Next make sure that the CGA file type is selected in the Export To drop down box.

Next press the Export Nodes button. This will export the objects to the same folder that the source file is located in (which should be located somewhere in your game directory).

The file will assume the source file's name unless you uncheck "Export File per Node" and check "Custom Filename". This will allow you to select a unique name for the file by pressing the 3 dots (...) and typing in the name. This is not available for exporting multiple objects at once using the "export file per node option" however.

Previewing the Asset

To view the asset you need to open your CryENGINE® 2 Editor. At the top right of the screen you will see a green icon of a human. This opens the Character Editor.

At the top left of the floating window is the file drop down menu. Click File>Open and navigate to the folder you exported your cga file to. After opening the file you should see the object(s) in the 3d view.

Each CGA file contains a default animation which is available from the animation list. Click the name "Default" to play the animation.

Exporting an ANM File

If you have an existing CGA file which you wish to add animations to, or have just completed the example above, this section will explain how to add those additional animations.

Start by creating a second additional animation for your object within your 3d package.

Navigate to the object export section of the exporter and click "Custom Filename".

Click the button below with 3 dots (...) and type in a filename, using the name of the cga object you are adding it to as a prefix in the name.

For example test.cga contains the object you are animating, plus the default animation. In this case you need to name your anm file test_?.anm where the question mark is what you want to call the additional animation.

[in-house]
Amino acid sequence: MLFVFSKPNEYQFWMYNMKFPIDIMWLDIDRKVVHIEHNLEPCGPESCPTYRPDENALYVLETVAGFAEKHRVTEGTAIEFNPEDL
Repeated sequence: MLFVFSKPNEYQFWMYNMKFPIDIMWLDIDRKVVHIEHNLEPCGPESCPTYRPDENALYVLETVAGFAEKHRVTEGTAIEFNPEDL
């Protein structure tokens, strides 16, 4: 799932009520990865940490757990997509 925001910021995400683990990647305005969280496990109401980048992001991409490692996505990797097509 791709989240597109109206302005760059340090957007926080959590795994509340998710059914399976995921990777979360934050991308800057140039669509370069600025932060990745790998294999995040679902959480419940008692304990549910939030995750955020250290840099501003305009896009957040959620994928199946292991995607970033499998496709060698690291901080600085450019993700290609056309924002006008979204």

Press the export nodes button. If the ANM file is located in the same folder as the CGA object, the animation will now be visible in the Character Editor animation list.

Preview the object using the guidelines in the CGA export tutorial above.

Exporting a CAF File
Preparing an Example Scene

A CAF file is a skeletal based animation file that requires a mesh with bones and a weighting modifier applied.

First create a mesh, a skeleton to deform that mesh and apply weights to it with a modifier such as Skin or Physique. Image shows basic mesh and underlying skeleton

Now create an animation for the skeleton - make sure you store your default pose either as a keyed pose at frame 0 or using functions like Set Skin Pose in 3dsMAX for example.

Exporting a Fullbody Animation

Once this is done you are ready to export an animation. You can either export the entire skeleton or a part of the skeleton by selecting different bones as the root(s) to export from. We'll first start by exporting a full body animation.

Make sure Add related bones and Add whole skeleton boxes are checked on. These functions check for the root of the character and automatically add it to the Bones export list. Select the mesh of your object and click Add Selected in the Object Export section of the exporter.